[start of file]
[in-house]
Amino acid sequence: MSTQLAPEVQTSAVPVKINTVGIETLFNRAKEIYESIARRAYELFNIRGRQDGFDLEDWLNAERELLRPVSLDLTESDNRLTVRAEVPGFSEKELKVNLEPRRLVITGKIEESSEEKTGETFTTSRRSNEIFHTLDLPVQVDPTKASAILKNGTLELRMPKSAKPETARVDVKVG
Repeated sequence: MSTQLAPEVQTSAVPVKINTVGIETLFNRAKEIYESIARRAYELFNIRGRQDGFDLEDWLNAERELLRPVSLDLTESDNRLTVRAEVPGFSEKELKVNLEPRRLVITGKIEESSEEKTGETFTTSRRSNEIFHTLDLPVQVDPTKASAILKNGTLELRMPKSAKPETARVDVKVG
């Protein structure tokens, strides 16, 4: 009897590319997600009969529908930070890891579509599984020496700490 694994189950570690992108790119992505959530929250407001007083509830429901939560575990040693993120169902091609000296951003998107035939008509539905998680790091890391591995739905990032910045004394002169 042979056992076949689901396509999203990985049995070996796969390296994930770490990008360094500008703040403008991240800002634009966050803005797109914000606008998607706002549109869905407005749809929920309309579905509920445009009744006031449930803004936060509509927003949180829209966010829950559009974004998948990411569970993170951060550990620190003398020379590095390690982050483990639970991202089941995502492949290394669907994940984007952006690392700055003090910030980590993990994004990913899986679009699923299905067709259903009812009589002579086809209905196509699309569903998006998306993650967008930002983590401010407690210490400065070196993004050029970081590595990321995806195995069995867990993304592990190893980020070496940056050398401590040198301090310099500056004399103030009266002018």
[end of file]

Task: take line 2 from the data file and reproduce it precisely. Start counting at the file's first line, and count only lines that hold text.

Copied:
Amino acid sequence: MSTQLAPEVQTSAVPVKINTVGIETLFNRAKEIYESIARRAYELFNIRGRQDGFDLEDWLNAERELLRPVSLDLTESDNRLTVRAEVPGFSEKELKVNLEPRRLVITGKIEESSEEKTGETFTTSRRSNEIFHTLDLPVQVDPTKASAILKNGTLELRMPKSAKPETARVDVKVG